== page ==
… but OMG (plugin authors), please don’t confuse a disable with an uninstall!
hmm.. thats true.
i was going to say that the OP had a point..realizing that the one plugin Ive made that actually creates a table doesnt provide a way to delete those tables.
But then you raise that equally valid point. Since my plugin stores bad domains that, chances are, the user wont remember, much less want to, once they’ve entered them, a deletion of tables due to a simple deactivation would really suck.
The option: include yet another page where you can delete tables? hmm.. I dunno, seems like alot of wasted space just to delete a table.
After thinking that through, Im inclined to think that if someone is plugin shopping (so to speak) and is concerned about a cpl extra tables that arent being accessed anyway — theres always phpmyadmin.
I like the idea of an uninstall. Some plugins don’t just create their own tables, but also rows in the options table. Some of those rows are quite cryptic as to their intent.
It could never be made idiot-proof, but if there’s a separate uninstall option that pops up an “are you sure you want delete all tables, options, etc. – if not use disable” and “have you backed up your DB lately?” messages, anyone who deleted something they shouldn’t have has no one to blame but themselves.
It could never be made idiot-proof …
true, and those are the ppl that end up back at your site complaining 🙂
I’ll take this into consideration the next time I upgrade wp-deadbolt.
Yes, but they’d have to be able to figure out how to upload plugins before they could start complaining about the uninstall. 🙂
This is a tricky issue. I’ve been thinking about it myself a bit since my main plugin does add a ton of stuff to the db. However, placing the uninstall link anywhere easy can lead to problems, especially if it gets activated by mistake. Also, what if your site getes hacked and the hacker sees a nice easy to click “erase all my data” button and adds that to the destruction.
What I might do is instead of adding an uninstall to the plugin, I might create a separate plugin that does the uninstall that only needs to be uploaded and activated if they want to uninstall, then they can delete it and the entire folder/plugin when they are done. Keeps it somewhat simple, only gets used when they actually want to uninstall, and minimizes the possibility of malicious hacking (let’s also imagine a hacking scenario that somehow activates the “erase” function remotely if it’s in the regular plugin…..)
harknell: that is what I am thinking, if not you can have a tab to do the uninstall.
I’ll probably look into doing my plan with my plugins starting after this next development cycle.
I will provide uninstalls into my individual plugins in the next release.
I agree with dylan. Perhaps authors could just simply include in their documentation or README file what tables the plugin will create and utitlise? That way, we’ll simply have to check that and be able to drop the tables when we delete a plugin.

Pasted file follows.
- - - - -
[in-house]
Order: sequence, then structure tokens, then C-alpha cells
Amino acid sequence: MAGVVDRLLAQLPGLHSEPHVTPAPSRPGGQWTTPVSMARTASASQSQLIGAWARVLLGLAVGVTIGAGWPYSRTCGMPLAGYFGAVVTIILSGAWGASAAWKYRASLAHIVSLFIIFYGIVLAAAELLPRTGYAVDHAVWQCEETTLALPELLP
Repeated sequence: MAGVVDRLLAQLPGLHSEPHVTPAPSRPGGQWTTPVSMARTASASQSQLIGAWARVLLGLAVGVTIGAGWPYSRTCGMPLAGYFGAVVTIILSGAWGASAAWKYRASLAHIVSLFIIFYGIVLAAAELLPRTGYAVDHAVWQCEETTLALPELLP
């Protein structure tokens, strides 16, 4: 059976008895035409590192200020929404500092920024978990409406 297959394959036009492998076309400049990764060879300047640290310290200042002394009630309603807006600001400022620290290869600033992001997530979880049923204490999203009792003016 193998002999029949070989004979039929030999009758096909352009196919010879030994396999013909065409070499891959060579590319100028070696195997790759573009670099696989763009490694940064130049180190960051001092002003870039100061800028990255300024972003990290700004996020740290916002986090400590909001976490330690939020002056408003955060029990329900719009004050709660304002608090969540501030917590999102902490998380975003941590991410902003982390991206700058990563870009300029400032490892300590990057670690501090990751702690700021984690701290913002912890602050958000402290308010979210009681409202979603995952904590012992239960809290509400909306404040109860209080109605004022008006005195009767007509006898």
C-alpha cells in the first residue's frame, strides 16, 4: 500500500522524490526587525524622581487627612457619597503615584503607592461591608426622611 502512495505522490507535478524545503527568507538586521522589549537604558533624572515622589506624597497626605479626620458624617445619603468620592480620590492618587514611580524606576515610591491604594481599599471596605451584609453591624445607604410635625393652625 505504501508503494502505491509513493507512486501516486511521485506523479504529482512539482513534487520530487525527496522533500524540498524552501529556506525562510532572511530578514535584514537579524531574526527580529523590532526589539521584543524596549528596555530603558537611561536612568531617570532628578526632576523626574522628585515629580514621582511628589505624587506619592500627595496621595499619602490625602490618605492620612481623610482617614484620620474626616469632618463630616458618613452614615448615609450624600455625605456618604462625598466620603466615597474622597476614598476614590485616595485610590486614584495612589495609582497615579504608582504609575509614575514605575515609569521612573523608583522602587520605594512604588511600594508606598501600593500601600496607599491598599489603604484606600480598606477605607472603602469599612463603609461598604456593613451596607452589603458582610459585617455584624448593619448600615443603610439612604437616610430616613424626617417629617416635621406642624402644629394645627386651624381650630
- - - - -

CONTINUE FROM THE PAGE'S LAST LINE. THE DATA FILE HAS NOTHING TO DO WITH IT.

That’s of course for those with phpMyAdmin access of course. I know that’s not everybody but it’s definitely a good sum of ‘everybody’.
Plugin authors can also make this situation better by putting options in an array and thus adding only one record to the Options table. Name that array/option after the plugin, and it will be clear what that record contains. Far too many plugin authors litter the options table with a new record for each separate option in their plugin.
Also, if you change from multiple lines to an array in an update, stick in a cleanup function that will take the separate lines, convert them to the array, insert the array, and then _delete_ the old ones.
SHORT VERSION: Give your options self-evident names and even manual cleanup is relatively easy. 🙂
Rok’s links are broken. Here are the correct links for those plugins:
If a plugin has an “uninstall” capability, then it’s perfectly possible to make a plugin deactivate itself. Just remove your own name from the ‘active_plugins’ option.
So a good uninstaller for a plugin would clean up the database options, edit the active_plugins option, then return a redirect to the main plugins page. Done and done.
or people could stop plugin-shopping with their live site, and setup a testbed installation.
The problem with offering an uninstall is that only the really decent plugin authors are ever going to do it (properly)… and chances are that those are exactly the plugins you’re not going to uninstall.
The ones you uninstall are too basic, too crap, or just plain don’t work. Can you trust THAT author to make a clean uninstall when they can’t even make their plugin do what it’s supposed to?
That’s always been the problem with installing crappy stuff to test out. You don’t know its crap until it’s already on. Plugins, PC software, its the same issue.
The only way uninstall can work properly is if wordpress forces plugins to use it’s functions to access the DB, thereby allowing wordpress itself to track changes in an uninstall table.
This is a big restructure… and therefore not likely to happen overnight. In the mean time, even if authors do offer an uninstall, I’m not likely to trust it.
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